Wall Street has always been known as intense place, and those working there can expect to work in a pressure cooker. Over the last couple of decades, the pace of investment banking and regulatory requirements surrounding deals of all sorts have also increased dramatically, and employees at all levels are typically expected to work very long hours. Those in the industry note that 100+ hour work weeks are not at all unusual for junior analysts at Wall Street firms.
Working these kind of hours is, of course, incredibly stressful, and many believe the long hours and high stress are related to a spate of suicides on Wall Street among analysts over the last few years.
Two recent suicides on Wall Street
The sad story of Sarvshreshth Gupta’s suicide after being overworked during his final weeks at Goldman Sachs could lead to a real debate about whether banks are still making to great a demand on their junior employees. Of note, just six weeks after Gupta’s mid-April death, Thomas Hughes, a 29-year-old Moelis & Co. banker, was found dead outside his residence at 1 West St. in New York, where he lived on the 24th floor. Although it seems likely, his death has not yet been ruled a suicide.
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Statement from Goldman on suicide of analyst Sarvshreshth Gupta
“We are saddened by Sav’s death and feel deeply for his family,” commented Michael DuVally, a Goldman Sachs spokesman, in an e-mailed statement. “We hope that people will respect the family’s expressed desire for privacy during this difficult time.”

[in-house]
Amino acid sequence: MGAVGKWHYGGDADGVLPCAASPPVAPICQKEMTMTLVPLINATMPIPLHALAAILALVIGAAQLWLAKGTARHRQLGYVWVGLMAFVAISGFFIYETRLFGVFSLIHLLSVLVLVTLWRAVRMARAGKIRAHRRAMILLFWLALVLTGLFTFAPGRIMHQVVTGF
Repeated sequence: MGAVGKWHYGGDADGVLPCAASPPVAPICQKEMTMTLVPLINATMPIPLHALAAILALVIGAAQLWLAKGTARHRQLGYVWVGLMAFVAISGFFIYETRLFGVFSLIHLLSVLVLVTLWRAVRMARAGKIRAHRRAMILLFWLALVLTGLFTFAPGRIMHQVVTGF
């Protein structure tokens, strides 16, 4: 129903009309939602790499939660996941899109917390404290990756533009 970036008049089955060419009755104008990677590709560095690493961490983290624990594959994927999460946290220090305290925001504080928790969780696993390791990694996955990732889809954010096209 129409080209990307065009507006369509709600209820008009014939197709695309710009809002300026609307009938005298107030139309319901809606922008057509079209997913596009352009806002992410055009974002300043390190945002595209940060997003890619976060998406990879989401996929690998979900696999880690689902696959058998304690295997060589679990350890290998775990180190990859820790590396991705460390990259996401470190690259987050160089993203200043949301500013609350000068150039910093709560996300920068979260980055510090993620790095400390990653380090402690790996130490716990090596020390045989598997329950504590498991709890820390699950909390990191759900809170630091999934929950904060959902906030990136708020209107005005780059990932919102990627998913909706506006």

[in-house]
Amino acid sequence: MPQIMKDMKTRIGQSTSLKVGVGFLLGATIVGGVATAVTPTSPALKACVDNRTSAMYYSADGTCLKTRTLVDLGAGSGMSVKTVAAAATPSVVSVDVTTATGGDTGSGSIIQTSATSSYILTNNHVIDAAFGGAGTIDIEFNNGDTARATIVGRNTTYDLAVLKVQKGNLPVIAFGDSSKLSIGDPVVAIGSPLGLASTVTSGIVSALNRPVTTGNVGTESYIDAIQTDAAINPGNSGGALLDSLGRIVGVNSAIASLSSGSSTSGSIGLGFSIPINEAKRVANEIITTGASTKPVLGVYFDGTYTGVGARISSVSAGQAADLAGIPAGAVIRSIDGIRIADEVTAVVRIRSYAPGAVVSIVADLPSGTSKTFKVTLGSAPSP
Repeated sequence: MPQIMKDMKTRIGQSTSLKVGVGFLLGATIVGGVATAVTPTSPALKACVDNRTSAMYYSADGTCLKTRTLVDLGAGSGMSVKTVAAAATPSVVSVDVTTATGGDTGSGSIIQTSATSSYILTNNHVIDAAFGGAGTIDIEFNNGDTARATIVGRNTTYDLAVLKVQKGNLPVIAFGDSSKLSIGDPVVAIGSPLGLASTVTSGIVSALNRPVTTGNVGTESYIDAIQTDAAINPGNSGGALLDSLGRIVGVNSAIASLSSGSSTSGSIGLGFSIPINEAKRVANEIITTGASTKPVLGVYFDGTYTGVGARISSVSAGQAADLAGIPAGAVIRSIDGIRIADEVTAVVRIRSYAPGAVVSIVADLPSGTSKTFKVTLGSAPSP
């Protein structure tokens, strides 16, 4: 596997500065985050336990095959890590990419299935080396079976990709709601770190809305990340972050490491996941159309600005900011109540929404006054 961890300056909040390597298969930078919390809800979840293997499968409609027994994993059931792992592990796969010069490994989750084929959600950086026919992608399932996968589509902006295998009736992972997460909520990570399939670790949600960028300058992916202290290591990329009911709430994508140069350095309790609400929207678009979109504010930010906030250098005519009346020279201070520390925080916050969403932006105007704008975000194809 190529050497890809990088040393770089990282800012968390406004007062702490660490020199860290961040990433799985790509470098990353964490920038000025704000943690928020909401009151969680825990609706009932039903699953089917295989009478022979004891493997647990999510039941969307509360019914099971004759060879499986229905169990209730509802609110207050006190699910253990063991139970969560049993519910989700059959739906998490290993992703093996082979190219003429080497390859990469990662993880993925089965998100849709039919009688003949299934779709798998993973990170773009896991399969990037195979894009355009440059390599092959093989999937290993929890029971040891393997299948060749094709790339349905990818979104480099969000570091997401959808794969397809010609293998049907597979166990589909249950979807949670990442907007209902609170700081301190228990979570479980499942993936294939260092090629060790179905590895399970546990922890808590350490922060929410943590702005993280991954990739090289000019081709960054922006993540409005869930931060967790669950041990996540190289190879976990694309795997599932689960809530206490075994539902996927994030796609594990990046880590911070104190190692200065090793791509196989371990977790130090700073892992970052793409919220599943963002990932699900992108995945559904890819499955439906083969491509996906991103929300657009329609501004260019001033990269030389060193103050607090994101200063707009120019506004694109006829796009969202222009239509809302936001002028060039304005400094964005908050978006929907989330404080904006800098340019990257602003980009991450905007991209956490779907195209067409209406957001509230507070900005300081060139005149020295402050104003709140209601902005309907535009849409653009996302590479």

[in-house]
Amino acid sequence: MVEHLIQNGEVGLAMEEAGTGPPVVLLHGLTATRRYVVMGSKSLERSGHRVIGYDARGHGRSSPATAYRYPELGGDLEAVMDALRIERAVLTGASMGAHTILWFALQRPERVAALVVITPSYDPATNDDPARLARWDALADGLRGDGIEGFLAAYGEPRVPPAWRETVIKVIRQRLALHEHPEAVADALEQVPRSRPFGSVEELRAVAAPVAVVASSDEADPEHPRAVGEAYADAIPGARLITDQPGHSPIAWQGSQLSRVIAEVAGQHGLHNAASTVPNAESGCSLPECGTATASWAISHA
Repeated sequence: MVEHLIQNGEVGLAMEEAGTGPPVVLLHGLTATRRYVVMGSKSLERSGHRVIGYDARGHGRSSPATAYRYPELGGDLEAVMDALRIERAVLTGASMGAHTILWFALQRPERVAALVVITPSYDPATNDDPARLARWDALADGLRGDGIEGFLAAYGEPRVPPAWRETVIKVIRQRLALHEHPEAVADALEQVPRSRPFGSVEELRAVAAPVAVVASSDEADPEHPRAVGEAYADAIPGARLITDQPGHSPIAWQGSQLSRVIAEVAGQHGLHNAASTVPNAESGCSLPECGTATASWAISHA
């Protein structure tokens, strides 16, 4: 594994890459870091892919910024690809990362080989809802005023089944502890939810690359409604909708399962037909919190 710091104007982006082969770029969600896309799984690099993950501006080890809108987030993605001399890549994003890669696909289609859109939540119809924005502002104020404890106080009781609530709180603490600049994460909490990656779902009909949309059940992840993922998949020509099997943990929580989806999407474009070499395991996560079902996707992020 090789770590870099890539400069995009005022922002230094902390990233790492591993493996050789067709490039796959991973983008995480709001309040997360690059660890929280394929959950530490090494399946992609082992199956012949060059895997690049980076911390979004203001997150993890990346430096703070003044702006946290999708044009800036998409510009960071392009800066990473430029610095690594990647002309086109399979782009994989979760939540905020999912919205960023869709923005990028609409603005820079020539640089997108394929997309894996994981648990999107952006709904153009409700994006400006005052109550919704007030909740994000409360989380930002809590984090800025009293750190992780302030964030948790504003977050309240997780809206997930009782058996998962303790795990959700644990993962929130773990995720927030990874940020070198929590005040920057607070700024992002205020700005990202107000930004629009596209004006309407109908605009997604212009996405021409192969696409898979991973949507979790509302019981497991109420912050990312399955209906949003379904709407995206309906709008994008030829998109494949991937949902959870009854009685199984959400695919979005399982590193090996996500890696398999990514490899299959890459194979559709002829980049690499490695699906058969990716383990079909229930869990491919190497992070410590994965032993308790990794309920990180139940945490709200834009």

Small steps in the right direction
Many Wall Street investment banks (including Goldman Sachs) claim they have been working to improve the experience for new recruits, who actually perform most of the hard work of creating presentations and schedules for clients.
The 2013 death of Bank of America intern Moritz Erhardt spurred led BoA to establish a panel of senior managers to review the tragedy. The specific steps the bank took following the suicide have not been made public. However, major investment banks soon began changing their policies, in part due to fears that the best and brightest young minds no longer see investment banking as a sustainable career.
Global IB Goldman Sachs decided to hire larger classes of entry-level analysts, and encouraged them to not work on Saturdays. The firm also stopped its two-year probationary program, and now makes analysts full-time employees as soon as they’re hired.